It's Delivery Week here at Eater, five glorious days celebrating staying put and having your food brought right to your door. Except for today, because maybe you shouldn't get delivery. My aversion to food delivery started, like all good pathologies, in childhood.
When I was maybe 8 or 9, my dad ordered mussels at a restaurant. This was his first time ordering any sort of bivalve, and when the creatures arrived, glistening in their alabaster shells, he grimaced. My family’s relationship to meat has always been complicated.
On a cold, rainy afternoon last fall, Brandon Chonko showed me how to herd a gaggle of geese. The lesson came at the end of a long day spent building a new fence on the western side of his thirty-acre enterprise, Grassroots Farms, two hundred miles southeast of Atlanta.
When I ask a diplomat friend — a crisis-management guy who spent a few years representing U.S. interests in Bogotá — where I should dine in Colombia, his first response is Andrés Carne de Res, a restaurant as famous for its stellar empanadas as its all-night, alcohol-fueled benders.
As a proud New Yorker, I was not supposed to like Pizza Hut's pizza, reconstructed from a third-hand dream about Little Italy. It was pizza distilled and distorted for white middle states, with doughy crusts and sweet sauce and something that just felt off. Liking Pizza Hut was just not what we did.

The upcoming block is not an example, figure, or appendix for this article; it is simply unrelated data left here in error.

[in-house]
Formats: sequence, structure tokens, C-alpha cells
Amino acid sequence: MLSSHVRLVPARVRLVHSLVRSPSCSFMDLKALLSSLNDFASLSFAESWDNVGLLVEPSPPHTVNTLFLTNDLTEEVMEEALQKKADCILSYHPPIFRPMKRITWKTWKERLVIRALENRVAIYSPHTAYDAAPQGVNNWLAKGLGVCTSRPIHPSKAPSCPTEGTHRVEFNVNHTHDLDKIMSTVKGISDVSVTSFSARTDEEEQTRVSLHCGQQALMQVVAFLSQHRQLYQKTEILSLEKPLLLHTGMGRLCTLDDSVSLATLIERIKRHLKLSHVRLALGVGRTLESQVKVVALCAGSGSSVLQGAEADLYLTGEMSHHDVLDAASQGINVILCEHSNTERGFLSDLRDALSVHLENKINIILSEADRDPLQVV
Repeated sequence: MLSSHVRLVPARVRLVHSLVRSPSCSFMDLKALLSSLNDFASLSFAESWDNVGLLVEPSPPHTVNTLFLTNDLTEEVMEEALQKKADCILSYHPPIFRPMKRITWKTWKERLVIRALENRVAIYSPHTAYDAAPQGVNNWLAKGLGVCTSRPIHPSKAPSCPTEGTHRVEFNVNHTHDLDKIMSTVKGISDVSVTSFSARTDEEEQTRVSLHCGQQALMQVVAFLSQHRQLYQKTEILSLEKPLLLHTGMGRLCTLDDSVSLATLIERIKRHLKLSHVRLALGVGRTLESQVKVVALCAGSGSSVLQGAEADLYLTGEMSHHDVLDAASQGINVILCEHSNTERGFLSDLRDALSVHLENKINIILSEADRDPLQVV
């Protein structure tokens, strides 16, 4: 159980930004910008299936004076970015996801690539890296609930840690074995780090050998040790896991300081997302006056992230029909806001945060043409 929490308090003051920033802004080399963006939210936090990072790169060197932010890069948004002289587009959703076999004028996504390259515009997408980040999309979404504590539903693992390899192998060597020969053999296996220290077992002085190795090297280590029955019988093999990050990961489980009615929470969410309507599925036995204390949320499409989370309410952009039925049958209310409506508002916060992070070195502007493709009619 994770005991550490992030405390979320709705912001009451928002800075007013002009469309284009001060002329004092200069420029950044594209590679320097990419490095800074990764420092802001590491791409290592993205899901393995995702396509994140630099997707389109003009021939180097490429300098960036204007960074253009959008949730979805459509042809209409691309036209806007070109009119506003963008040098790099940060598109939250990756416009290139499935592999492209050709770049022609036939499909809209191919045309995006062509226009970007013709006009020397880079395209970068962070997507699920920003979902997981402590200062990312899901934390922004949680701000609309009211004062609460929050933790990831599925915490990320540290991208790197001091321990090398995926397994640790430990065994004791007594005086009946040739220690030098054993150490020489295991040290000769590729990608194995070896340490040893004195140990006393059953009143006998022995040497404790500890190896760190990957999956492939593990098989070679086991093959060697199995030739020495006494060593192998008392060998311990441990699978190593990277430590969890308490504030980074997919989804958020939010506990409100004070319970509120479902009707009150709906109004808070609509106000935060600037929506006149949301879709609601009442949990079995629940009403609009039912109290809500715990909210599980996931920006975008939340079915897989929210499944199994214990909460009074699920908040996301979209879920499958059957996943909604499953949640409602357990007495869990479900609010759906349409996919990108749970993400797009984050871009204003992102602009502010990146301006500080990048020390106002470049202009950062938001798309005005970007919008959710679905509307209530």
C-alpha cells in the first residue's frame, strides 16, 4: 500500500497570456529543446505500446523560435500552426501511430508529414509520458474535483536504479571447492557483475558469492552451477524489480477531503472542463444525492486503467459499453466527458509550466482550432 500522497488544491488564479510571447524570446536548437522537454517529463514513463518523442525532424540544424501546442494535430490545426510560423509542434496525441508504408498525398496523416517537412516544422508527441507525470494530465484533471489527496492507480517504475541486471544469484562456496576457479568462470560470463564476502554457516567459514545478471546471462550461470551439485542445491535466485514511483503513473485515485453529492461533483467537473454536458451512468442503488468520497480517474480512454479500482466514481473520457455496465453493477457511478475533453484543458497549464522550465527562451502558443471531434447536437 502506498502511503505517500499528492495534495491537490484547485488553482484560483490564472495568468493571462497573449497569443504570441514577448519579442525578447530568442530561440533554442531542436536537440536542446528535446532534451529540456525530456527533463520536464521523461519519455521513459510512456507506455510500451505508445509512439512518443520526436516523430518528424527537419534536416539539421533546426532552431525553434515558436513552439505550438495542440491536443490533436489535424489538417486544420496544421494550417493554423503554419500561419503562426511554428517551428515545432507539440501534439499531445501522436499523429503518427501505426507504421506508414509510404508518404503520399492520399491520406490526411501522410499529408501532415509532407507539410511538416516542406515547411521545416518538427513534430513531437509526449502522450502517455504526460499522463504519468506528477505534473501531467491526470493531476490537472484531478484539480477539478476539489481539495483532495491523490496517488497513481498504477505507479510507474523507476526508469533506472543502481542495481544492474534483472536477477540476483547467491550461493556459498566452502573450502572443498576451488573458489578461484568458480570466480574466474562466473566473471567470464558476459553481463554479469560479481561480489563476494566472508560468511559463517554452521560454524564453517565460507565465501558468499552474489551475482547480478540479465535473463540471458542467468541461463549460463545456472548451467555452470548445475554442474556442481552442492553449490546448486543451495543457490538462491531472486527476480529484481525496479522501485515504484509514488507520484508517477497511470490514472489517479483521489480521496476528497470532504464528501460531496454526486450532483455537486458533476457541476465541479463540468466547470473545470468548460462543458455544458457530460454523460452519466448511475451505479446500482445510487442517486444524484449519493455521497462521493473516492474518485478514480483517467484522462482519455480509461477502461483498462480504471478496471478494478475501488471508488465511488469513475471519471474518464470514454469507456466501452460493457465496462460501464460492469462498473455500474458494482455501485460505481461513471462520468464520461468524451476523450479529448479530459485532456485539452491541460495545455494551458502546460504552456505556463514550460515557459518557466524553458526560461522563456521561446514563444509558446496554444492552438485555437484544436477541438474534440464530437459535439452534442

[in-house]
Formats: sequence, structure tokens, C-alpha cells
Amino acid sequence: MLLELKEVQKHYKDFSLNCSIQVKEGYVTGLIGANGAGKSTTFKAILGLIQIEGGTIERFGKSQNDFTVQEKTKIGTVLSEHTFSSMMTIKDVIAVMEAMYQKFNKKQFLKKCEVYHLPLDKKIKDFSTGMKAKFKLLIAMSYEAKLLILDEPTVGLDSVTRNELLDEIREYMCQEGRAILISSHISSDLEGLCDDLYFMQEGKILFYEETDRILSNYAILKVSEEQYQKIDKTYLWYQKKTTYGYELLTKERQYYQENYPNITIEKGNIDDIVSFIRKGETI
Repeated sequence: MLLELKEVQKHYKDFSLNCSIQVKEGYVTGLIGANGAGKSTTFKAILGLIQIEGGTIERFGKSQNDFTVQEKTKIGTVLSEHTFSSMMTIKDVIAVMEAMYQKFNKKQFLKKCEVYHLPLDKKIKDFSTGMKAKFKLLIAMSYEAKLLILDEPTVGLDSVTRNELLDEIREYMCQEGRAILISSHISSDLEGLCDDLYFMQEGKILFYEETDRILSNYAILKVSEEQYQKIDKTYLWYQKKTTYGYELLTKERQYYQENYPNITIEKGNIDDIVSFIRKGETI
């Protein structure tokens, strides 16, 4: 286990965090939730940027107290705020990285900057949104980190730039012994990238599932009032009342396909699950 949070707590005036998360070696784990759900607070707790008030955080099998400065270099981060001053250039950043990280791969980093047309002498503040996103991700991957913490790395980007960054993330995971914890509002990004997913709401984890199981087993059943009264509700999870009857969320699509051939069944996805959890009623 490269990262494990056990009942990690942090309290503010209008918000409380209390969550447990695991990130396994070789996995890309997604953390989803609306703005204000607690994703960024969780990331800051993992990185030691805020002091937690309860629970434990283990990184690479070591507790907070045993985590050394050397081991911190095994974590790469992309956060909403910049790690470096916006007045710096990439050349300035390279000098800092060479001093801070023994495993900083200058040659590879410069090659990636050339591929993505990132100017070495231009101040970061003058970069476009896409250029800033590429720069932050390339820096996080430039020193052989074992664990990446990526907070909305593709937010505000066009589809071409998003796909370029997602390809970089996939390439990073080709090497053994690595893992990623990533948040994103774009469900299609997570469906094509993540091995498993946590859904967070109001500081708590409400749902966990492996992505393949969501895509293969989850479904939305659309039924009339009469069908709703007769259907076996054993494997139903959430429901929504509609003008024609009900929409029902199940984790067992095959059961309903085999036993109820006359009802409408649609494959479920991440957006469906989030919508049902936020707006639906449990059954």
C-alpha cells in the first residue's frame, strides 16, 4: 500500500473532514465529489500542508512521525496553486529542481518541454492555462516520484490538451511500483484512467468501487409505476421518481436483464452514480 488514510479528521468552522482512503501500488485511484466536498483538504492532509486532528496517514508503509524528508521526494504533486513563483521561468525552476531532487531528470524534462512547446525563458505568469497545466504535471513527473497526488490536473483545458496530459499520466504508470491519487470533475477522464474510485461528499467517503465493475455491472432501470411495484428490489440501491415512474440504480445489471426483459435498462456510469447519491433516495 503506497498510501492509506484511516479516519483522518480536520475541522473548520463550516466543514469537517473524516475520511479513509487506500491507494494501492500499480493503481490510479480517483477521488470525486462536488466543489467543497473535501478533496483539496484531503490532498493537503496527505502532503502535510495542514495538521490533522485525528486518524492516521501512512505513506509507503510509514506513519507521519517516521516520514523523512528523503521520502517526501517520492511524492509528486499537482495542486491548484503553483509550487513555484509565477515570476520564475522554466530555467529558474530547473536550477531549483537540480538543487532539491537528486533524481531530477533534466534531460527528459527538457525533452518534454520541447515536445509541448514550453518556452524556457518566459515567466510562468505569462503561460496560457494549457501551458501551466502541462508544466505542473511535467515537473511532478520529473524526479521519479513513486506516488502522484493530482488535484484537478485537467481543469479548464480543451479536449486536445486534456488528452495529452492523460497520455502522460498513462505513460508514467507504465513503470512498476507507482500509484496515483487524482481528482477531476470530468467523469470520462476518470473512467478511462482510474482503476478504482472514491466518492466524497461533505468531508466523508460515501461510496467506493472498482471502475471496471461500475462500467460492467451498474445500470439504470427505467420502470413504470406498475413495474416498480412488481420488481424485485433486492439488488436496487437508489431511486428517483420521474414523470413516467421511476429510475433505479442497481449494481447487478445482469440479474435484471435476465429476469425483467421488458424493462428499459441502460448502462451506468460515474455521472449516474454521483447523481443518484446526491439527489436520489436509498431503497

“There are kind of two types of cookbooks out there,” chef Jet Tila, frequent Food Network contestant, host, and judge says. “There is the ‘Yo, slap a bunch of this on this, pow, bang, zoom,’” the succession of onomatopoeias suggesting a set of haphazard, 15-minute recipes.
The first steamed crab I pluck from the pile feels heavy in my hand, and I'm already content. The act of grabbing the shell smears my fingers with clumps of spices and coarse salt, but I don't mind. As a native Marylander, everything about being here at L.P.
When a night at a restaurant or bar finally comes to a close, most Americans engage in an instinctive ritual. They dig into their wallets, fiddle with their smartphone calculators, and then decide how much money to give their server or bartender for a job well done.
A gentle breeze slid in the doorway of Rosa Abdu’s restaurant and escaped through the spaces in the walls.
With seasonal produce, impossibly clear hand-chipped ice, and precise yet fluid movements, bartenders in Japan elevate the act of building a cocktail into an art form, sometimes asking as much as the cost of a wagyu dinner in return.
On a spring evening in 1989, one of those sunny and windy days when I decided to stay home from school for the millionth time, I had just settled in for the night with a big, sodium-rich bowl of instant ramen and an episode of Three’s Company when I heard a knock at the door.
On the top floor of @home cafe in Tokyo’s geek-friendly Akihabara district, in a low-ceilinged, brightly lit room that smelled of a poorly ventilated deep fryer, a coterie of frilly aproned maids were delivering wobbly, abstractly decadent Jell-O towers to their eager guests.